Employment Commission: Cabela’s Likely Discriminated Against Transgender Employee

Cabela’s store in Hamburg, Pennsylvania, where Kate Lynn Blatt worked. CREDIT: CABELAS.COM
Cabela’s store in Hamburg, Pennsylvania, where Kate Lynn Blatt worked. CREDIT: CABELAS.COM

The federal Equal Employment Opportunity Commission (EEOC) has determined that Cabela’s, an outdoors and sporting goods store, likely discriminated a transgender employee at its Pennsylvania store. According to the Philadelphia Gay News, the EEOC made its determination back in March.

Kate Lynn Blatt has been fighting Cabela’s for seven years now. She similarly won a favorable ruling from the Pennsylvania Human Relations Commission back in 2010. Both commissions found that Blatt was probably discriminated against because of the way she was treated — in particular, because she was denied access to the women’s restroom.

Blatt was hired as she was in the process of transitioning. She had to fight with management at Cabela’s for permission even just to wear a female uniform and to obtain an appropriate nametag spelling her name correctly. After she presented a court order stating that her name is Kate Lynn Blatt and her gender is female, her supervisors still refused to allow her to use the women’s restroom until she provided medical documentation of her “anatomically appropriate gender.” Instead, she was forced to use a unisex restroom that was on a different floor on the opposite side of the 250,000 sq. ft. showroom. Not only was the unisex “non-hygienic and unsanitary,” but the schlep to get to it made her feel like she was “on parade.”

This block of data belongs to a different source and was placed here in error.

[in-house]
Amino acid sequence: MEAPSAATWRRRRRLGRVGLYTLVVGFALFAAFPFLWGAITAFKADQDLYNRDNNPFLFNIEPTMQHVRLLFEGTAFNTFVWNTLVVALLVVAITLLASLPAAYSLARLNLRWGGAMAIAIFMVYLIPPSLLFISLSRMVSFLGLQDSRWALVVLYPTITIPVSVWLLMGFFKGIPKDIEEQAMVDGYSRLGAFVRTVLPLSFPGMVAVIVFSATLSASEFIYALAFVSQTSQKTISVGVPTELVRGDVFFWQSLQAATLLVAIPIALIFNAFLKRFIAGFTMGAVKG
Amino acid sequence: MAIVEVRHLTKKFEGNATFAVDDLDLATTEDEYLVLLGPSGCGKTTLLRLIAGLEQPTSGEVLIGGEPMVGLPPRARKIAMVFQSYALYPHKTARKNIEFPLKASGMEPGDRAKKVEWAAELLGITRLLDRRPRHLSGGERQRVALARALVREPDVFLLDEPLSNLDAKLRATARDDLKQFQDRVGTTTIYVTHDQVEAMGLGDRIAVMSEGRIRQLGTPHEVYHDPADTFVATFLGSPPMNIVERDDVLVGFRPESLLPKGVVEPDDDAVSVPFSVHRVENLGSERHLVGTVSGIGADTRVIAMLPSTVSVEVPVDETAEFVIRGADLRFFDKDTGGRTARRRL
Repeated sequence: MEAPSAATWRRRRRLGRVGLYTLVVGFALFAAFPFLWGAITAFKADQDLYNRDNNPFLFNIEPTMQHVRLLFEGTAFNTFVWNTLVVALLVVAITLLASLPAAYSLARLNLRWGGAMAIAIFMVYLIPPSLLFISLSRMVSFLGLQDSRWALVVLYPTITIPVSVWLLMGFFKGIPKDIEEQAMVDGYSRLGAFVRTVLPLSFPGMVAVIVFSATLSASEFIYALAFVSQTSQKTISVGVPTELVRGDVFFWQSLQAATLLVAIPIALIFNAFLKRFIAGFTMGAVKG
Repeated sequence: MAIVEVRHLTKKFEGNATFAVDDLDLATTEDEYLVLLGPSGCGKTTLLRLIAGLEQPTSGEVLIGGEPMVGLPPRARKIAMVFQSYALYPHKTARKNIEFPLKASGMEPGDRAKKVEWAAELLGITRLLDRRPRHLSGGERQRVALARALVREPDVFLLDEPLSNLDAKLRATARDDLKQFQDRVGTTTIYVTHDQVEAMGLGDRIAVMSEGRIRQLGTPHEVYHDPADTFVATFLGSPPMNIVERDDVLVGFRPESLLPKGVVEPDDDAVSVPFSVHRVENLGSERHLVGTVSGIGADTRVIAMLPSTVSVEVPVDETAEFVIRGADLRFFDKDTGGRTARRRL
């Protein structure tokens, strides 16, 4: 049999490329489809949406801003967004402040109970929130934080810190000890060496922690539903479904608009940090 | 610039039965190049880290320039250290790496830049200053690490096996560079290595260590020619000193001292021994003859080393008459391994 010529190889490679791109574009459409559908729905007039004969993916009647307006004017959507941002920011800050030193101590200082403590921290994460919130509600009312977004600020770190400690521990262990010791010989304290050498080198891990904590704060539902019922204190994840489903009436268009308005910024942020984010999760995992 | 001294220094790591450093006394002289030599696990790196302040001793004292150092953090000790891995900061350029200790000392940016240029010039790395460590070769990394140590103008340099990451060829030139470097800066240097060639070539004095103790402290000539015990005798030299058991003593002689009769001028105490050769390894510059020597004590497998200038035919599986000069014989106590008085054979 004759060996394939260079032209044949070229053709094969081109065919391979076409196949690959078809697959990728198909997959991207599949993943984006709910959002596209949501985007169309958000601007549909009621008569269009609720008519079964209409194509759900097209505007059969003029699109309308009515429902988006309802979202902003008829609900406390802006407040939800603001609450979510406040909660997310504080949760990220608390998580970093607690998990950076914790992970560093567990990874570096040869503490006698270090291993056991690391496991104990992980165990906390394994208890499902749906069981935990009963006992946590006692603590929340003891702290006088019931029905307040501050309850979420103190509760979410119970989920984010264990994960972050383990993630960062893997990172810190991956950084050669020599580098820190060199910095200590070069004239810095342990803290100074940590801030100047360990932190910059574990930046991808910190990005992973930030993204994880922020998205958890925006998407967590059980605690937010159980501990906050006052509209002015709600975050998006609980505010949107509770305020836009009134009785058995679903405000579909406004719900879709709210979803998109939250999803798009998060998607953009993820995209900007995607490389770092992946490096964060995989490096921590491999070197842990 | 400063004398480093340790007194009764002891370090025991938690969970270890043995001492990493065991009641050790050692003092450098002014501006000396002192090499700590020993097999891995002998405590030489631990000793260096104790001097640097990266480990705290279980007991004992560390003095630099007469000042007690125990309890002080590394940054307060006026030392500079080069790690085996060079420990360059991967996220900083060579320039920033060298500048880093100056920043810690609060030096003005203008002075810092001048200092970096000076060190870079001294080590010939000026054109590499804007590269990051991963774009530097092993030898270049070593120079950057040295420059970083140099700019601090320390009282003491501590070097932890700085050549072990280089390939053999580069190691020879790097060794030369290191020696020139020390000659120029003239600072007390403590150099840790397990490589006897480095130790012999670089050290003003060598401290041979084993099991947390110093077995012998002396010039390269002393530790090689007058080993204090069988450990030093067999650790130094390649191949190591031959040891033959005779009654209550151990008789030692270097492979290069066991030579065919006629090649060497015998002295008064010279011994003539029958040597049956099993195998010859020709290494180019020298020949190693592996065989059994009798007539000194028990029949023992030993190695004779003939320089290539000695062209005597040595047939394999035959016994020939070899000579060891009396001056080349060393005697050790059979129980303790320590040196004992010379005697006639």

According to the EEOC decision, it was unlawful for Cabela’s to inquire about Blatt’s medical history or “to subject her to any medical or visual examination as a pre-condition to use the women’s restroom. Requiring this type of documentation is a form of discrimination.”

The EEOC issued a right-to-sue letter last month, so her attorney is now preparing her official suit in federal court. Blatt says that she has been “surviving, but certainly not thriving” and is continuing to seek gainful employment.

Pennsylvania does not offer any state-wide nondiscrimination protections for LGBT workers.